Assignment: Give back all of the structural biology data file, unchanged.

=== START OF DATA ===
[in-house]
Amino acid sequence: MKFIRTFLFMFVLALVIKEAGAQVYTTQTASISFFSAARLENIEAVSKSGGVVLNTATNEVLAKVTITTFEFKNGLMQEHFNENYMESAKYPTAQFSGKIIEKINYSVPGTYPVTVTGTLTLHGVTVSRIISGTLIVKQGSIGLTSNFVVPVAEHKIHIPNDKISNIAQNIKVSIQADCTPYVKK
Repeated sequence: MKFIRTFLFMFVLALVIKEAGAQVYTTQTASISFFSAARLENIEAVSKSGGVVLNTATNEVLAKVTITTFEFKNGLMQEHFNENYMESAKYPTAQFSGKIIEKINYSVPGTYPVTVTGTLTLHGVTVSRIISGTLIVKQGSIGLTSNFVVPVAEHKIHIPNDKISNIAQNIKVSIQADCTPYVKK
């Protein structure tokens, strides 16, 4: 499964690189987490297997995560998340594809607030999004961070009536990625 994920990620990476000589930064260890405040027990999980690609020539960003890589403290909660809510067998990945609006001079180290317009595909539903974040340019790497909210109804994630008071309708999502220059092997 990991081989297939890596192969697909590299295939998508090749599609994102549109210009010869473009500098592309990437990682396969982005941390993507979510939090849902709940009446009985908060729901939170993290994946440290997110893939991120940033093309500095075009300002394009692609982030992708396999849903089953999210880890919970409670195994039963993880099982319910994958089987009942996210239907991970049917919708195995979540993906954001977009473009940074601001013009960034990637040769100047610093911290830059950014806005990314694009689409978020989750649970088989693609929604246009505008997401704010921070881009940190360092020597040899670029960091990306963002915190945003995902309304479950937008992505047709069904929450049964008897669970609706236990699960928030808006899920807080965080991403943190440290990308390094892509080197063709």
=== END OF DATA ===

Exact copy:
[in-house]
Amino acid sequence: MKFIRTFLFMFVLALVIKEAGAQVYTTQTASISFFSAARLENIEAVSKSGGVVLNTATNEVLAKVTITTFEFKNGLMQEHFNENYMESAKYPTAQFSGKIIEKINYSVPGTYPVTVTGTLTLHGVTVSRIISGTLIVKQGSIGLTSNFVVPVAEHKIHIPNDKISNIAQNIKVSIQADCTPYVKK
Repeated sequence: MKFIRTFLFMFVLALVIKEAGAQVYTTQTASISFFSAARLENIEAVSKSGGVVLNTATNEVLAKVTITTFEFKNGLMQEHFNENYMESAKYPTAQFSGKIIEKINYSVPGTYPVTVTGTLTLHGVTVSRIISGTLIVKQGSIGLTSNFVVPVAEHKIHIPNDKISNIAQNIKVSIQADCTPYVKK
């Protein structure tokens, strides 16, 4: 499964690189987490297997995560998340594809607030999004961070009536990625 994920990620990476000589930064260890405040027990999980690609020539960003890589403290909660809510067998990945609006001079180290317009595909539903974040340019790497909210109804994630008071309708999502220059092997 990991081989297939890596192969697909590299295939998508090749599609994102549109210009010869473009500098592309990437990682396969982005941390993507979510939090849902709940009446009985908060729901939170993290994946440290997110893939991120940033093309500095075009300002394009692609982030992708396999849903089953999210880890919970409670195994039963993880099982319910994958089987009942996210239907991970049917919708195995979540993906954001977009473009940074601001013009960034990637040769100047610093911290830059950014806005990314694009689409978020989750649970088989693609929604246009505008997401704010921070881009940190360092020597040899670029960091990306963002915190945003995902309304479950937008992505047709069904929450049964008897669970609706236990699960928030808006899920807080965080991403943190440290990308390094892509080197063709």